People claim improvement (in the state of rivers), but that is wrong. There is no net improvement, there’s a couple of rivers that point-source discharges have come out of – pipes from meat works – improvement there but at the same time a net worsening.

Forget drinking water, most of our rivers you can’t drink, but even swimming – 62% of all of our rivers are unsafe to swim in.

The government response to that has been to shift from a Ministry of Health standard called “contact recreation”, that’s to protect you from getting sick if you get some water in your mouth, that’s 260 coliform units per litre of water. Now, it’s 1000, and they call it “wadeable”…you’re safe if you’re in a boat or have got waders on is the new norm.

They’ve shifted the goalposts to go from a map that’s mostly red to a map that’s mostly green. Shift the baseline…they did the same thing with nitrogen – from a protection of half a milligram of nitrogen per litre, and they’ve shifted it to 6.9mg/l. My analogy is saying that you’re going to do something about the road toll, that you’re addressing road safety, and shifting the speed limit from 50 km/h to 690 km/h. And conning the country that this is a fresh start for fresh water. That’s wrong in so many ways, but this is the reality for freshwater management.

Almost every industry, if it had to cover the true cost of clean up, it would be more than it purports to make. We’ve covered that up for generations, but it’s all coming home now because we are paying the price.

Dairy is the major driver on the health of the waterways.

It is so dependent on external inputs.

Just think about how unsustainable it is to make make milk out fossil fuels.

Planetary Boundaries – at a global level the planetary boundaries are exceeded seven fold when it comes to global nitrogen use.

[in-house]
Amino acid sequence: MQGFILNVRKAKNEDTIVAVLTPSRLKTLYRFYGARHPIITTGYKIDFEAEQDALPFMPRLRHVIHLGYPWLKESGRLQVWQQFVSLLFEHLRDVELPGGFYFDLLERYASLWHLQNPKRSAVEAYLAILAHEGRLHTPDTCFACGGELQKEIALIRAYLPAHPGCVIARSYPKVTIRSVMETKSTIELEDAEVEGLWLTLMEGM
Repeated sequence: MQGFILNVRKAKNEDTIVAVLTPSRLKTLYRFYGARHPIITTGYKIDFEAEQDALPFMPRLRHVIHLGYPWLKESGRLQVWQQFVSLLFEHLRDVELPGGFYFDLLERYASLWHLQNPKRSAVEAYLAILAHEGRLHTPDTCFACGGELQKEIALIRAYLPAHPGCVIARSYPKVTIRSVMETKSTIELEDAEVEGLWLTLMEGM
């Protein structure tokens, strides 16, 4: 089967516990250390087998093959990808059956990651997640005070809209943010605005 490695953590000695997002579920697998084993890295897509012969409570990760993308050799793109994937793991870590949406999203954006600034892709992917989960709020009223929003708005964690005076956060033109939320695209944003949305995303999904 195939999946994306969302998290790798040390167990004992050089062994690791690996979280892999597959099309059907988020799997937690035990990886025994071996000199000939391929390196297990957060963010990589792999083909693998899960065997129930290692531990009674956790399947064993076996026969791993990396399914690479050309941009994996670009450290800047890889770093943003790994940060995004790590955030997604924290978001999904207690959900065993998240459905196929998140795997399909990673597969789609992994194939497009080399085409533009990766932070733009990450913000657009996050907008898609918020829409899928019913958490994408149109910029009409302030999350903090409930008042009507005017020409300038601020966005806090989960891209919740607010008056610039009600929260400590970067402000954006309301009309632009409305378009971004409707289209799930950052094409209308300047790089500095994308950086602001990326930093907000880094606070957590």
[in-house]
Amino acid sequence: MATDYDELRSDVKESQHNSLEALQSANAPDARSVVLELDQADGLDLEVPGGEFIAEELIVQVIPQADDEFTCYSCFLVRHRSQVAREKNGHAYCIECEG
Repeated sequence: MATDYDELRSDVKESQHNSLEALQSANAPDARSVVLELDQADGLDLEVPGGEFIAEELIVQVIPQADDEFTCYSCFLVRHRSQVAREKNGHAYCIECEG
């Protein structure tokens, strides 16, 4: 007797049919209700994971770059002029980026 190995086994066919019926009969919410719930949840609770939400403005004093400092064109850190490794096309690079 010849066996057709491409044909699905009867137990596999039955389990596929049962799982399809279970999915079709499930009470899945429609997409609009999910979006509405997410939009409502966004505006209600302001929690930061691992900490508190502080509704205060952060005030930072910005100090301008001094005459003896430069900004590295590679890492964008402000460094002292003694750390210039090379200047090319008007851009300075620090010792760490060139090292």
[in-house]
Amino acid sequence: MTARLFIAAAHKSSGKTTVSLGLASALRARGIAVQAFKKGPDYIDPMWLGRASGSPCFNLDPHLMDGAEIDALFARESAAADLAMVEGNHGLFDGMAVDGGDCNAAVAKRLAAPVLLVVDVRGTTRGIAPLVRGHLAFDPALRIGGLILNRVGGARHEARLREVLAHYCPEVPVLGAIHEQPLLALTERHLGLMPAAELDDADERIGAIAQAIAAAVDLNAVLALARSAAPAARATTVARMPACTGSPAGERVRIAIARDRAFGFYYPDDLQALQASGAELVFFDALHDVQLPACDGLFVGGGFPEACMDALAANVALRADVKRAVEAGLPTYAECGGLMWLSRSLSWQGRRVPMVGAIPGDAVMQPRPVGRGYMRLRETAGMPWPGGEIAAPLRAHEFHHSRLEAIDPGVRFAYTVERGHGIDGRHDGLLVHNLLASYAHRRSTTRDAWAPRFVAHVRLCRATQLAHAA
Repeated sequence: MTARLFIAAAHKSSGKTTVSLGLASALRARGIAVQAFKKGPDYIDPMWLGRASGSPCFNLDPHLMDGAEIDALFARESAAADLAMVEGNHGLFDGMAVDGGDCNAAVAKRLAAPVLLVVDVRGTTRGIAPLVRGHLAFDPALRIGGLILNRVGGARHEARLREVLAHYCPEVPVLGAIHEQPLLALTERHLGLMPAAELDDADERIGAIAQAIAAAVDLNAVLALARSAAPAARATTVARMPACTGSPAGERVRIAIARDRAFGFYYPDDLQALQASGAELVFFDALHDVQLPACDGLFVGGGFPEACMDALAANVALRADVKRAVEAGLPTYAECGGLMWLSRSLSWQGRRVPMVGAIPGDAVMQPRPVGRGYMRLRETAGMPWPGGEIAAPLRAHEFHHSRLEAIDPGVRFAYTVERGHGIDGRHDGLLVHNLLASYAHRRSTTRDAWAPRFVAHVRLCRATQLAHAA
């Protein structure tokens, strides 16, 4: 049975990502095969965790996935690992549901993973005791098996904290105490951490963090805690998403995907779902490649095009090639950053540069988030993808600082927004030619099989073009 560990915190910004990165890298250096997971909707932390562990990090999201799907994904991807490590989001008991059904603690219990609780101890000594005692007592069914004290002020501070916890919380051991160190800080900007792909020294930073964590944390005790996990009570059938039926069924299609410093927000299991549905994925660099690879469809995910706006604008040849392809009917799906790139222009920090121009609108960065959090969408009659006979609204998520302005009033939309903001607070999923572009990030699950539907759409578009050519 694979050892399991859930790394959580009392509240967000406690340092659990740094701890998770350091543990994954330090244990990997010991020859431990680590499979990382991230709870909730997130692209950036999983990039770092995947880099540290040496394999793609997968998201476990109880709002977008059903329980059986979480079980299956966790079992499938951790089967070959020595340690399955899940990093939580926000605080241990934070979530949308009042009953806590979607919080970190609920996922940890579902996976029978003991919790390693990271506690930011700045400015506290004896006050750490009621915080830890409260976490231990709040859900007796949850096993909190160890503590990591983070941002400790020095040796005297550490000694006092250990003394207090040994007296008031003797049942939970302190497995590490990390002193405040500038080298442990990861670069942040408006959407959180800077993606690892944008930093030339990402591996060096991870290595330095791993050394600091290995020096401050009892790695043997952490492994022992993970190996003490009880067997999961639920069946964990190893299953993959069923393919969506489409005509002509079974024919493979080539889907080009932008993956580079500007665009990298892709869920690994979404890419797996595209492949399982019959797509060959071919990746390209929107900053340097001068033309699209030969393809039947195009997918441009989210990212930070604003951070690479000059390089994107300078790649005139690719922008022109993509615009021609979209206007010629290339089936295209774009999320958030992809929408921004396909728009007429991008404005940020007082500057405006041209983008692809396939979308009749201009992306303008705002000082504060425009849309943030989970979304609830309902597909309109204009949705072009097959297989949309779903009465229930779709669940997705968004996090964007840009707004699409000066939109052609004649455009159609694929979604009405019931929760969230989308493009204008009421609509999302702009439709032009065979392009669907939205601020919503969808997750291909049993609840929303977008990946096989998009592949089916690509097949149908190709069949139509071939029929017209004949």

We’re all part of that sad unfortunate sad reality that we’re feeding this massive population by using energy that was stored over the millennia. We’re living way past what the earth can handle.

Just counting the dairy cows, we’ve got a population of 90 million people equivalents. This puts it into balance, sure there are impacts of cities and so on, but it is tiny compared to just the dairy cows.

It’s like an industrial town turned upside down. Imagine Victorian England – all those chimneys pumping out smoke and the issues that came from that – flip that upside down, it’s the nutrients that leak out of the bottom of our farms through the soil that are the problems, but we don’t see them. If it were smoke coming over us we would all be so aware of it, but because it just goes down and through our waters we don’t see it.

It shocked me, waking up to hear John Key on National Radio saying that swimming in our rivers is aspirational. If someone says something that we take for granted and think part of being a New Zealander is suddenly aspirational , then where will we go next? Breathing without a respirator be aspirational? It’s a slippery slope.

Farms could make more money with half the cows, for a third of the pollution.

From an individual farmer’s profit point of view, they are losing money through overstocking. But they’re being driven by the industry to maximise production, not maximise profit.

You can see the limits of biological system, that production have gone up but profits haven’t.

There is a huge cost being paid here, but it is being paid by someone else.

What we are doing now is not conventional, it is very unconventional industrialised farming. Sustainable farming…backing off from the intensity, thinking about soil health, animal health, pasture health…biological farming, and the profits are much much higher.

Commodity market…the competition globally to make the cheapest product…the competition to have the weakest labour laws, the weakest environmental laws…we don’t want to win that race.

We need to maximise value by ensuring that people pay a premium for high quality food that is sustainably farmed. In the longer term animals have to come out of the human food chain.

A government that wanted to make a change would have to price externalities. We talk about this market economy, we supposedly have a market economy, so if we want a market economy the costs have to be borne by the people and organisations who are making the impacts.